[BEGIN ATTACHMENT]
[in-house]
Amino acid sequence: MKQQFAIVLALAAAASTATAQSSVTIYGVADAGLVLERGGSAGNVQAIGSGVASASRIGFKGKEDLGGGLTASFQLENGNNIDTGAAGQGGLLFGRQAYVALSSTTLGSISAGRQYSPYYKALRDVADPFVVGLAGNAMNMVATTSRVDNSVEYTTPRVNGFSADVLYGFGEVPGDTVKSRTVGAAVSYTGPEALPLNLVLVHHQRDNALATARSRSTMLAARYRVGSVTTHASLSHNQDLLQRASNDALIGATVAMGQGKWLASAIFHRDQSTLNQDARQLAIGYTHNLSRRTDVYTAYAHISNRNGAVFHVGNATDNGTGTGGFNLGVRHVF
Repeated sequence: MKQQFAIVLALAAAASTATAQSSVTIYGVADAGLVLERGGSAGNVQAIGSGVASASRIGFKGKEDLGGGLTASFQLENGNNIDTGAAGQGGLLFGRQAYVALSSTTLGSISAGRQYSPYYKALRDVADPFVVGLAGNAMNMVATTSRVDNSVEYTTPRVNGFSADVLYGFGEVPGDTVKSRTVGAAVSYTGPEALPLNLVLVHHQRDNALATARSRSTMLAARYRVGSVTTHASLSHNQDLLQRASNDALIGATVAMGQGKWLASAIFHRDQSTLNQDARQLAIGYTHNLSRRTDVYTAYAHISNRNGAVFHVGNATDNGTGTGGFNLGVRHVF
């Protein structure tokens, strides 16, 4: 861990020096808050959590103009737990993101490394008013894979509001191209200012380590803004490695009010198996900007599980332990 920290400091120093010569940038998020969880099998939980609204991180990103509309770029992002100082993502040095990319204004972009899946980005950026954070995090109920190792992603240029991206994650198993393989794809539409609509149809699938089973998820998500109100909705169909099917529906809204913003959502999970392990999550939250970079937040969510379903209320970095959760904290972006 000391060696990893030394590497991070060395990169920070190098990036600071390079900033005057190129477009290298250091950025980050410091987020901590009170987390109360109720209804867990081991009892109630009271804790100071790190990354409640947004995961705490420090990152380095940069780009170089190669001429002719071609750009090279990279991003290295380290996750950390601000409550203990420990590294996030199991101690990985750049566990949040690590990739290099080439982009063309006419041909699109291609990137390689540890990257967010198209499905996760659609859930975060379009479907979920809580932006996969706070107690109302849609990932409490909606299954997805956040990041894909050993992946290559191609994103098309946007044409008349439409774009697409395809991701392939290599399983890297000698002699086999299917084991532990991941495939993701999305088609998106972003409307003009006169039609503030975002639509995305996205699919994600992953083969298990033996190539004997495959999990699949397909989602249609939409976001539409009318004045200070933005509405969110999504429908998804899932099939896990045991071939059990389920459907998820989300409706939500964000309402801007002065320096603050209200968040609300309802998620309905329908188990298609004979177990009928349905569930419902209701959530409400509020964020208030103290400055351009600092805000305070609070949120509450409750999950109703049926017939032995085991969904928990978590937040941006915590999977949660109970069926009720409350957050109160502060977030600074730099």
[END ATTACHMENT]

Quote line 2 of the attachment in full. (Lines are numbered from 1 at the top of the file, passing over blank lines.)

Amino acid sequence: MKQQFAIVLALAAAASTATAQSSVTIYGVADAGLVLERGGSAGNVQAIGSGVASASRIGFKGKEDLGGGLTASFQLENGNNIDTGAAGQGGLLFGRQAYVALSSTTLGSISAGRQYSPYYKALRDVADPFVVGLAGNAMNMVATTSRVDNSVEYTTPRVNGFSADVLYGFGEVPGDTVKSRTVGAAVSYTGPEALPLNLVLVHHQRDNALATARSRSTMLAARYRVGSVTTHASLSHNQDLLQRASNDALIGATVAMGQGKWLASAIFHRDQSTLNQDARQLAIGYTHNLSRRTDVYTAYAHISNRNGAVFHVGNATDNGTGTGGFNLGVRHVF